E.2.1 Shared Passive Library Units
[A shared passive library unit is used for managing
global data shared between active partitions. The restrictions on shared
passive library units prevent the data or tasks of one active partition
from being accessible to another active partition through references
implicit in objects declared in the shared passive library unit.]
Language Design Principles
The restrictions governing a shared passive
library unit are designed to ensure that objects and subprograms declared
in the package can be used safely from multiple active partitions, even
though the active partitions live in different address spaces, and have
separate run-time systems.
When the library unit aspect
(see 13.1.1) A pragma
of is used to specify that
unit is True, the library unit is a a
shared passive library unit, namely that
the Shared_Passive aspect of
the library unit is True
. The following restrictions apply to
such a library unit:
Aspect Description for Shared_Passive:
A given package is used to represent shared memory in a distributed
[it shall be preelaborable (see 10.2.1
Ramification: It cannot contain library-level
declarations of protected objects with entries, nor of task objects.
Task objects are disallowed because passive partitions don't have any
threads of control of their own, nor any run-time system of their own.
Protected objects with entries are disallowed because an entry queue
contains references to calling tasks, and that would require in effect
a pointer from a passive partition back to a task in some active partition.
Reason: Shared passive packages cannot
depend semantically upon remote types packages because the values of
an access type declared in a remote types package refer to the local
heap of the active partition including the remote types package.
of an access type that designates a class-wide
Reason: These kinds of access types are
disallowed because the object designated by an access value of such a
type could contain an implicit reference back to the active partition
on whose behalf the designated object was created.
of a type with a part that is of a task type;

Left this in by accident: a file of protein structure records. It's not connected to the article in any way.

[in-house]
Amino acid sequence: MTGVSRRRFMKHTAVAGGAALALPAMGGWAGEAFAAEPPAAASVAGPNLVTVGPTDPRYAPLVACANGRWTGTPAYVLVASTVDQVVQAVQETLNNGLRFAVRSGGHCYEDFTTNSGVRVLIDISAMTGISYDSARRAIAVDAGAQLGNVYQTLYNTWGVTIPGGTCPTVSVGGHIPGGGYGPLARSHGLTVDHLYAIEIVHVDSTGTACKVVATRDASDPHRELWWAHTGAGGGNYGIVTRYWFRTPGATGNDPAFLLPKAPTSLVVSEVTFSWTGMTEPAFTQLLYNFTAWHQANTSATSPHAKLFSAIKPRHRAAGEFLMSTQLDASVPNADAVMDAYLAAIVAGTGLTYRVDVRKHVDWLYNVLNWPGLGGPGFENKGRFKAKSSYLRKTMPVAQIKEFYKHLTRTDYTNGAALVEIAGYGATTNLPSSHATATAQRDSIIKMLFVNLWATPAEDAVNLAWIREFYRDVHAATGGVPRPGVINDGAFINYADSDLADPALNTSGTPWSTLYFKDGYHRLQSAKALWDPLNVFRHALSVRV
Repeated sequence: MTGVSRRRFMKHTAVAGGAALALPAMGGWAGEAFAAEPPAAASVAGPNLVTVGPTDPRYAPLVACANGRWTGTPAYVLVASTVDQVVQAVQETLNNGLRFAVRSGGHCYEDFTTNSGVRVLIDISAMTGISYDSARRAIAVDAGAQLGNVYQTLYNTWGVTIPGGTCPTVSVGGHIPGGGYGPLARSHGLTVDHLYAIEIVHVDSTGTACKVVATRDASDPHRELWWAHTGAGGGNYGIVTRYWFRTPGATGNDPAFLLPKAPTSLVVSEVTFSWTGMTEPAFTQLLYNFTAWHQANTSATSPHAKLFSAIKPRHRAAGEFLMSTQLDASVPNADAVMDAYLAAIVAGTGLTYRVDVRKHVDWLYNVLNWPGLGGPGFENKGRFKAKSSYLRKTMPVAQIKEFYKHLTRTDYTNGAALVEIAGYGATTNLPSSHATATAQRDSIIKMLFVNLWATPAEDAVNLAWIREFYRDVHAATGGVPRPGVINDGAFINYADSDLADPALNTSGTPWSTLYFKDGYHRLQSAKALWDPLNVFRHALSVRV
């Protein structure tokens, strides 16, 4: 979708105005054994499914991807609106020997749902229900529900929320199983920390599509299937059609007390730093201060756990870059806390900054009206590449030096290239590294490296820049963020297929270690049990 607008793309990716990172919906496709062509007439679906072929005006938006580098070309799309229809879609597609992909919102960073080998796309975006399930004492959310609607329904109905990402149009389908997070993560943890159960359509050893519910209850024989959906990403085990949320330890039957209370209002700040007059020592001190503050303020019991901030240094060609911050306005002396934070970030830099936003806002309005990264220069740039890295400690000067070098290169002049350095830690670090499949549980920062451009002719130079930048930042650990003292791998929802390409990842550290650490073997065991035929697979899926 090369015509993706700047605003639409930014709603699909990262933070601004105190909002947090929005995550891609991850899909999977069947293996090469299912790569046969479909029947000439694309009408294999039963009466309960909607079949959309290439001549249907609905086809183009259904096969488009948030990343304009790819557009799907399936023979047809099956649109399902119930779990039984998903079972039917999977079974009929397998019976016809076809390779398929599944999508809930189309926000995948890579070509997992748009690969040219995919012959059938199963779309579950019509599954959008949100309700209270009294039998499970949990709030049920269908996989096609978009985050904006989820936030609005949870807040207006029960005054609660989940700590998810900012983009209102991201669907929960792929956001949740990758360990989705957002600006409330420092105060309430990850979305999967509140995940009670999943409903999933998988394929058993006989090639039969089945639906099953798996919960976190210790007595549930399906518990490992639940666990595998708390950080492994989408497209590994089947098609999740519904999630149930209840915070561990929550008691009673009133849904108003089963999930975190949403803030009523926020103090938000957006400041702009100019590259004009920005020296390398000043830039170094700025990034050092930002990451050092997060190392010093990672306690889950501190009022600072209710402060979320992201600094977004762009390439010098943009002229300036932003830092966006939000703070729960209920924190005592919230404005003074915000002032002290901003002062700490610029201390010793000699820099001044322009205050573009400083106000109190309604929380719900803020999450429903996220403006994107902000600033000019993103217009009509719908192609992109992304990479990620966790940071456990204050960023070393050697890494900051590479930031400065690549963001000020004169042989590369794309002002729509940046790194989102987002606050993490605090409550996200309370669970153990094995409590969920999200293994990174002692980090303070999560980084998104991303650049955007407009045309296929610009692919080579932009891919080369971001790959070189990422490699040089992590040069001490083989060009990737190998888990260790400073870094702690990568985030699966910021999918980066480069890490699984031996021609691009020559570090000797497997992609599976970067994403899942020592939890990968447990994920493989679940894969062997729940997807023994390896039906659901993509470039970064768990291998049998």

shall not contain a library-level declaration that
contains a name that denotes a type declared within a declared-pure package,
if that type has a part that is of an access type; for the purposes of
this rule, the parts considered include those of the full views of any
private types or private extensions.
Reason: This rule
breaks privacy by looking into the full views of private types. Avoiding
privacy breakage here would have required disallowing the use in a shared
passive package of any private type declared in a declared-pure package,
which would have been severely incompatible.
the definition of accessibility given in 3.10.2
the declaration of a library unit P1 is not accessible from within the
declarative region of a shared passive library unit P2, unless the shared
passive library unit P2 depends semantically on P1.
Discussion: We considered a more complex
rule, but dropped it. This is the simplest rule that recognizes that
a shared passive package may outlive some other library package, unless
it depends semantically on that package. In a nondistributed program,
all library packages are presumed to have the same lifetime.
Implementations may define additional aspects or
pragmas that force two library packages to be in the same partition,
or to have the same lifetime, which would allow this rule to be relaxed
in the presence of such aspects or
A shared passive library unit
A shared passive library unit shall be assigned to
at most one partition within a given program.
the rule given in 10.2
, a compilation unit
in a given partition does not need
(in the sense of 10.2
the shared passive library units on which it depends semantically to
be included in that same partition; they will typically reside in separate
To be honest:
This rule is necessary so that the shared data
of a shared passive partition is not duplicated in each partition. It
does not imply a particular implementation; in particular, code can be
replicated in each active partition.
One possible implementation for a shared passive
partition is as a shared library that is mapped into the address space
of of each active partition. In such case, both the code and the data
of the passive partition would be mapped into the active partitions and
directly called/accessed from each active partition. For instance, on
Microsoft Windows a DLL has the correct semantics.
Alternatively, the shared
data can be represented as a file or persistent memory, with the shared
code being replicated in each active partition. Code replication is an
as-if optimization; it should be impossible to tell where the code lives
since no elaboration is necessary.
Wording Changes from Ada 95
Corrected the wording to allow access types in blocks
in shared passive generic packages.
Extensions to Ada 2005
Incompatibilities With Ada 2012
Corrigendum: Uses of
access types declared in declared-pure units are not allowed in library-level
shared passive packages. These were allowed by Ada 2005 and Ada 2012,
but it is unlikely that they work properly, as active partitions could
disappear before the shared-passive partition. As such, the new errors
are more likely to catch bugs than to cause them.
Wording Changes from Ada 2012
The pragma Shared_Passive is now obsolescent.
Ada 2005 and 2012 Editions sponsored in part by Ada-Europe